Gilead Sciences (NASDAQ:GILD) needs to buy somebody. 

The Hepatitis C / HIV behemoth has seen its price tank in 2016 as investor fears about growth slowing -- and even reversing -- have come true. Slashing prices to maintain its Hepatitis C market share has dramatically impacted Gilead's top line, with overall revenue falling 9.6% year over year in the third quarter on a 30.7% decline in Hepatitis C revenue.

Unfortunately, Gilead's pipeline of developing drugs doesn't look likely to provide any immediate relief. The biotech has been rocked by several recent setbacks, including unimpressive data for its myelofibrosis drug momelotinib and the end of its development program for NASH hopeful simtuzumab. Naturally, Wall Street analysts are turning to M&A, hoping Gilead will buy someone to juice growth.

And management has made it very clear that they know a deal needs to happen, too.

If everyone agrees, why hasn't it happened?

Image source: Getty Images.

Gilead's management has repeatedly said that buyout price expectations have been way out of line with what Gilead is willing to pay.

This has felt more and more like an excuse to me, though, because biotech has fallen quite a bit in 2016. Even with the Trump bump, biotech (as measured by the IBB index) is down about 17% year to date. Surely Gilead can find some deals when everything's on sale for 17% off list price (or it could have when the IBB was down over 20% year to date, as it was in early November).

IBB Year to Date Price Returns (Daily) Chart

That was, until I read the transcript of Gilead's Q&A at a recent healthcare conference (all quotes courtesy of S&P Market Intelligence).

Biotech analyst Alethia Young asked, "The market's pulled back a great deal, and I mean, I assume your appetite [for M&A]'s the same or more [...] So how do you think about the fact that most of these stocks that pulled back, pretty meaningfully, that would be your potential acquisition targets?"

John Milligan's response made Gilead's current struggle very clear: "Yes, it's a common question. Does management's mindset change relative to their market cap, and the answer is almost always no. The high is the new floor" (emphasis mine).

If boards still have unreasonable expectations, it doesn't matter if the IBB is down 5% or 20% -- they'll still demand astronomical prices for a buyout.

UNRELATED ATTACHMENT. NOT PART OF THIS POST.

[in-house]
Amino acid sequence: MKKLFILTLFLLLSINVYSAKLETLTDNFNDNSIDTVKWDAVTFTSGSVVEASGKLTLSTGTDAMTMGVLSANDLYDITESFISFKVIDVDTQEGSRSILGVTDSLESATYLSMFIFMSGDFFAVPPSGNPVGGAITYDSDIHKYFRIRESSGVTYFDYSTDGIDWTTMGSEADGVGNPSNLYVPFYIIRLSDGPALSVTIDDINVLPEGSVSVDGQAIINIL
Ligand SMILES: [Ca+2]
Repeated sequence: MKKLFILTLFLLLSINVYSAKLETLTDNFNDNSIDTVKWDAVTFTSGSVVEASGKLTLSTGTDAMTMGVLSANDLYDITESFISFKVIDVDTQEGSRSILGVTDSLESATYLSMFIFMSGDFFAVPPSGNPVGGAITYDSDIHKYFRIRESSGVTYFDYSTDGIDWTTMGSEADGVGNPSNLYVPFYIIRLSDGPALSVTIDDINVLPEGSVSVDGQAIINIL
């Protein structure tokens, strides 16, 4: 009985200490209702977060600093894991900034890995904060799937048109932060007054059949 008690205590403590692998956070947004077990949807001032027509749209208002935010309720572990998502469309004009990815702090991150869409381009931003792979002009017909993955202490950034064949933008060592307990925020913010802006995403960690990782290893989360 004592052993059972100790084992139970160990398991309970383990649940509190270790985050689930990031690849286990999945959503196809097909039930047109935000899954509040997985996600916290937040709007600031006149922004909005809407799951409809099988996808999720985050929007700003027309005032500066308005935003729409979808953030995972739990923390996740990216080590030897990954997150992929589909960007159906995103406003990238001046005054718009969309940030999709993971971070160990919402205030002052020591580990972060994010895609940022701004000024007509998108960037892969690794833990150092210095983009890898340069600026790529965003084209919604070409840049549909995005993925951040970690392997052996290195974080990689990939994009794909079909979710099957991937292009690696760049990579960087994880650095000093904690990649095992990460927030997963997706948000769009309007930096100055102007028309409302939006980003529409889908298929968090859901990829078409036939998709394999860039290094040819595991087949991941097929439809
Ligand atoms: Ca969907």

What to do?

This leaves Gilead with three choices:

1. Buy the companies anyway, at prices that are so expensive that Gilead can't juice enough profitability out of the drugs to be worth it. At the end of the day, companies are in the business of making money -- so this isn't a good idea, no matter how much Wall Street might want it.

2. Wait for expectations to come in line with valuations. Milligan noted later that, "After a time, that sentiment can go away and then things can reset, but it usually takes quite a bit of time." Playing the waiting game isn't fun for a biotech in need of new drugs, but the alternative (option No. 1) is certainly worse. This is likely Gilead's primary strategy -- I suspect it has several acquisition targets in mind and is simply waiting for executive teams to come down a bit on price.

3. Hunt for other companies. Milligan made clear that Gilead isn't wedded to drugs in its core areas of competence, signaling Gilead's willingness to buy a drug well outside of its wheelhouse if "you can get it to market quickly and you could market it with a fairly efficient sales force," particularly if those deals "don't distract from doing other things." Gilead has some history of these kinds of transactions, as its cardiovascular drugs Letairis and Ranexa -- which combine for over $1 billion in sales annually -- are outside its core drug franchises (and both were purchased). I wouldn't be surprised if it did more in the near future as a bridge while it waits for option two to pan out. At a conference in June, Chief Scientific Officer Norbert Bischofberger noted that he is "spending about 30% of my time, by the way, looking at external opportunities." That tells me Gilead is likely looking beyond the handful of companies in its core areas and has cast its net significantly wider.

So, what's next?

Now, we wait. Gilead has signaled that it has some near-term plans. Management frontloaded share buybacks to the first half of 2016 with the expectation that Gilead might need more cash (presumably for an acquisition) in the back half. Management has also taken on new debt despite being quite cash-flow positive, again implying it sees some opportunities to deploy that cash soon. At seven times trailing-12-month earnings (and with a 2.5% dividend), Gilead remains a bargain, and I'm content to wait and let management's patient discipline pay off.